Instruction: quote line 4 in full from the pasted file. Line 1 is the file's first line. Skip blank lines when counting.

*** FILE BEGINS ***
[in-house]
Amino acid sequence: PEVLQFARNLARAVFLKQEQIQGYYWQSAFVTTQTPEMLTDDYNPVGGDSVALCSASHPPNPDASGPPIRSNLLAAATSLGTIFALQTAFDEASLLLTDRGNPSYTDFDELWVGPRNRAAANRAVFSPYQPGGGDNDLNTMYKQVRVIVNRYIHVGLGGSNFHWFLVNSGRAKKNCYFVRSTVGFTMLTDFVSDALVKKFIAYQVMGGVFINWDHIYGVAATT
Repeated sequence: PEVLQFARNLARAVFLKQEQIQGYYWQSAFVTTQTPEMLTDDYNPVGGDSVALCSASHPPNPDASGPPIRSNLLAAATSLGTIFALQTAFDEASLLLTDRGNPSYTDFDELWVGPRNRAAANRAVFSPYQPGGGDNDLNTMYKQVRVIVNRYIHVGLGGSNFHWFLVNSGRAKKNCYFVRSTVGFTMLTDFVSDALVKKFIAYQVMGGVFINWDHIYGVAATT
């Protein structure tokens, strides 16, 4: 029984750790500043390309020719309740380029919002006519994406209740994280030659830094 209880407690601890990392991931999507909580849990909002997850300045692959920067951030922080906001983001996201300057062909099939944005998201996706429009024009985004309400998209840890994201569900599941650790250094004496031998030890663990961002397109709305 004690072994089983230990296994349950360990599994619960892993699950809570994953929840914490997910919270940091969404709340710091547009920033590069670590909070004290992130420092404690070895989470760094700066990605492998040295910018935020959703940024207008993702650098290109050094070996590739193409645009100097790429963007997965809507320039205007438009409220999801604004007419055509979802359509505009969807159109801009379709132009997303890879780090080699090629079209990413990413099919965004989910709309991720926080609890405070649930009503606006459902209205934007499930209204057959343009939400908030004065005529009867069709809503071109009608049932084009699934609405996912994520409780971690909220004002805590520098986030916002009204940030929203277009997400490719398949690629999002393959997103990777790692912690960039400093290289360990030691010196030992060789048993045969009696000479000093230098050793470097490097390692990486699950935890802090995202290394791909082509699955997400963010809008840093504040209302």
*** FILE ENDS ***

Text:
């Protein structure tokens, strides 16, 4: 029984750790500043390309020719309740380029919002006519994406209740994280030659830094 209880407690601890990392991931999507909580849990909002997850300045692959920067951030922080906001983001996201300057062909099939944005998201996706429009024009985004309400998209840890994201569900599941650790250094004496031998030890663990961002397109709305 004690072994089983230990296994349950360990599994619960892993699950809570994953929840914490997910919270940091969404709340710091547009920033590069670590909070004290992130420092404690070895989470760094700066990605492998040295910018935020959703940024207008993702650098290109050094070996590739193409645009100097790429963007997965809507320039205007438009409220999801604004007419055509979802359509505009969807159109801009379709132009997303890879780090080699090629079209990413990413099919965004989910709309991720926080609890405070649930009503606006459902209205934007499930209204057959343009939400908030004065005529009867069709809503071109009608049932084009699934609405996912994520409780971690909220004002805590520098986030916002009204940030929203277009997400490719398949690629999002393959997103990777790692912690960039400093290289360990030691010196030992060789048993045969009696000479000093230098050793470097490097390692990486699950935890802090995202290394791909082509699955997400963010809008840093504040209302």